Factor Investing. Factor investing is in vogue right now because of institutional and retail investor preferences for smart beta investing strategies. The approach selects stocks for investment based on factors or attributes correlated with higher returns. There are two main types of factors: macroeconomic and style factors, more on both below.
In reality, most investors have been employing factor investing in some form or another for many years in practice. For example, do you prefer value stocks over momentum stocks? Both are style factors. You are doing this to enhance your returns and minimize your risk. From a personal perspective, I realized that I practice a type of factor investing. I prefer value stocks but add in some momentum tech stocks, and I tend to emphasize low volatility stocks.
History of Factor Investing
Factor investing traces its founding back to the 1960s, when the capital asset pricing model (CAPM) was introduced in a series of papers.
- Lintner, John (1965). “The Valuation of Risk Assets and the Selection of Risky Investments in Stock Portfolios and Capital Budgets.” Review of Economics and Statistics 47: 13–37.
- Mossin, Jan (1966). “Equilibrium in a Capital Asset Market.” Econometrica 34: 768–783.
- Sharpe, William F. (1964). “Capital Asset Prices: A Theory of Market Equilibrium under Conditions of Risk.” Journal of Finance 19: 425–442.
- Treynor, Jack (1961). “Market Value, Time and Risk.” Unpublished manuscript: 95–209.
According to an overview, The CAPM suggested that stocks were sensitive to the movement of the broader market, measured as beta. Thus, the most crucial factor was the market factor as measured by a beta for driving the risk and return of a stock. The remainder of a specific stock’s return was due to company-specific attributes such as quarterly earnings beats or misses, CEO change, new products or services, etc.
Further research, a paper by Stephen Ross, extended the CAPM and suggested that more than one factor can better explain stock returns.
- Ross, Stephen A. (1976). “The Arbitrage Theory of Capital Asset Pricing.” Journal of Economic Theory 13: 341–360
Finally, Fama and French developed the three-factor model in 1992. The authors added the size and value factors to the market risk factor in developing this model.
- Fama, Eugene F., and Kenneth R. French (1992). “The Cross-Section of Expected Stock Returns.” Journal of Finance 47: 427–465
The primary innovation here was the Fama and French Three-Factor Model considers the fact that value and small-cap stocks regularly outperform the broader market. Hence, the Fama and French 3-Factor Model includes the volatility, size, and value factors.
The authors updated their model in 2014 to add two more factors forming the Fama and French Five-Factor Model. The two additional factors were probability and investment. The probability factor captured the fact that companies reporting higher future earnings have higher returns. In contrast, the investment factor captured the idea that companies directing profit to major growth projects are likely to have underperformance in the stock market.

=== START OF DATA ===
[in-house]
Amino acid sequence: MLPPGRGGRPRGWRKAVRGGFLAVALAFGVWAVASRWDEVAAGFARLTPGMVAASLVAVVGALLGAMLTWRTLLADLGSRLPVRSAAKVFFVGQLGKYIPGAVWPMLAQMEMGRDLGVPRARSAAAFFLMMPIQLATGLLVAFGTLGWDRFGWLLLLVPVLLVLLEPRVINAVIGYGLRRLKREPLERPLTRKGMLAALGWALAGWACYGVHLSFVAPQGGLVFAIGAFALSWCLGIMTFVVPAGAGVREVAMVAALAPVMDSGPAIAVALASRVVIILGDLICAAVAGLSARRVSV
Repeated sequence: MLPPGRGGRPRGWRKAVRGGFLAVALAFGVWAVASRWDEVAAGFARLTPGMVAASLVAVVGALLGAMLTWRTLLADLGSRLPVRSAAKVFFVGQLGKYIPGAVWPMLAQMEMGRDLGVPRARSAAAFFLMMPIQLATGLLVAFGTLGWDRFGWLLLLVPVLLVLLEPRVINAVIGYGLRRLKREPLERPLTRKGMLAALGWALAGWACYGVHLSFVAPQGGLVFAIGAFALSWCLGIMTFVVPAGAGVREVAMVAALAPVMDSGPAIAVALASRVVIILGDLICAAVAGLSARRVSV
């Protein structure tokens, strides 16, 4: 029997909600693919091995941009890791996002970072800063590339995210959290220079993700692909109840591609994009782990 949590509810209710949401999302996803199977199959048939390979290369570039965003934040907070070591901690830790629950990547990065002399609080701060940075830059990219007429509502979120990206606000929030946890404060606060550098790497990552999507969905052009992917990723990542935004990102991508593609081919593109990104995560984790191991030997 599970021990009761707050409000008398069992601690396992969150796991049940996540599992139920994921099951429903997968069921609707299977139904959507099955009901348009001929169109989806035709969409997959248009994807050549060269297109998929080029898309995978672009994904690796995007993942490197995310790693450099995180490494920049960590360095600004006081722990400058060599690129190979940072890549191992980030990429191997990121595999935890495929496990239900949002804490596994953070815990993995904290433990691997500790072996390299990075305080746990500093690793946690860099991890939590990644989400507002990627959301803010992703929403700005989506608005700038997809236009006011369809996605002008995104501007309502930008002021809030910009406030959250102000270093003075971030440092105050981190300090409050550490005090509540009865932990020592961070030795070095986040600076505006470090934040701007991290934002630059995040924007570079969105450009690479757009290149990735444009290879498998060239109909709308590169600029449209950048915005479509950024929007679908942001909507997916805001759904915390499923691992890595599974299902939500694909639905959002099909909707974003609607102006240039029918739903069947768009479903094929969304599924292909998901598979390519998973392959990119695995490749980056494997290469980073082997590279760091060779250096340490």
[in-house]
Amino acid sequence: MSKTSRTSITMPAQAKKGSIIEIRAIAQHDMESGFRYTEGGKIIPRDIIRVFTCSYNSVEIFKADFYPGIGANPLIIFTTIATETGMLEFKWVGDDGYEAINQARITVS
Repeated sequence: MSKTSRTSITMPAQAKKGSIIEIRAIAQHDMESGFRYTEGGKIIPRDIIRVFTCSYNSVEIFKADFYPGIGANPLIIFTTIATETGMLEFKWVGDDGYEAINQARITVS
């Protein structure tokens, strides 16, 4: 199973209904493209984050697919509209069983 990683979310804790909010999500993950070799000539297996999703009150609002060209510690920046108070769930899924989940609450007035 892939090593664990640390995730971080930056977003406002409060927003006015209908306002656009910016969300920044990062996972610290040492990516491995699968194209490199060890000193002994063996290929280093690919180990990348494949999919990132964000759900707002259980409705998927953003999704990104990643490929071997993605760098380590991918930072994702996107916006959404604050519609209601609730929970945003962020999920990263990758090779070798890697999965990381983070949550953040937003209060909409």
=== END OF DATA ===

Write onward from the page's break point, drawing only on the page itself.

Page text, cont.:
Macroeconomic factors capture broader fiscal, natural, or geopolitical risks. They are applicable across asset classes and generally affect national economies. Macroeconomic factors are economic growth, unemployment, real interest rates, inflation, credit, emerging markets, and liquidity. These factors affect the whole or significant part of the stock market. For instance, a fiscal macroeconomic risk is rising interest rates, which tends to adversely impact the revenue and growth of companies. An example of a natural risk is a hurricane that affects a large region of a country. An example of geopolitical risk is a regional conflict that limits trade or access to markets.
Style factors are risks within asset classes. Examples of style factors are value, momentum, volatility, quality, and market size.
The value factor attempts to capture excess returns from stocks priced low compared to their fundamentals, e.g., low price-to-earnings (P/E) ratio relative to a trailing average. Investors tend to have an overly optimistic view of expensive stocks and excessively negative views of inexpensive stocks.
The momentum factor accounts for the fact that stocks outperforming in the recent past tend to have strong forward returns. Investors tend to use recent returns to make their investment decisions.
The volatility factor captures research illustrating that low volatility stocks have greater risk-adjusted returns.
Low debt, stable earnings, consistent cash flow, high margins, and good credit ratings define the quality factor. This fact is often a result of a wide moat or competitive advantage.
The market size factor captures the fact that small-cap stocks have historically outperformed large-cap stocks. Small-cap stocks are riskier and more volatile, and investors expect higher returns.
Is Dividend Growth a Factor?
Dividend growth may or may not be a factor. However, Ned Davis and Hartford Funds research suggest that dividend growers tend to have higher returns with lower beta over more extended periods. You can read my discussion about it in my article on Why Dividends Matter to Investors. The main issue, though, is the research is not as rigorous and back-tested as the factors mentioned above. Therefore, if dividend growth is not a factor, then, in my opinion, it is a company-specific driver.
A Factor Investing Approach
Factors are cyclical. Macroeconomic factors may have a long cycle, while style factors may be more short-term. Most factors are not highly correlated. For example, the value and momentum factors are direct opposites.
For instance, momentum stocks outperformed during the dot-com boom, but value stocks outperformed during the dot-com bust. Large-cap stocks outperformed during the dot-com boom, while small-cap stocks outperformed during the dot-com bust. Rapid changes in market direction tend to cause momentum stocks to plunge. Low-quality stocks sometimes perform well, while high-quality stocks muddle along.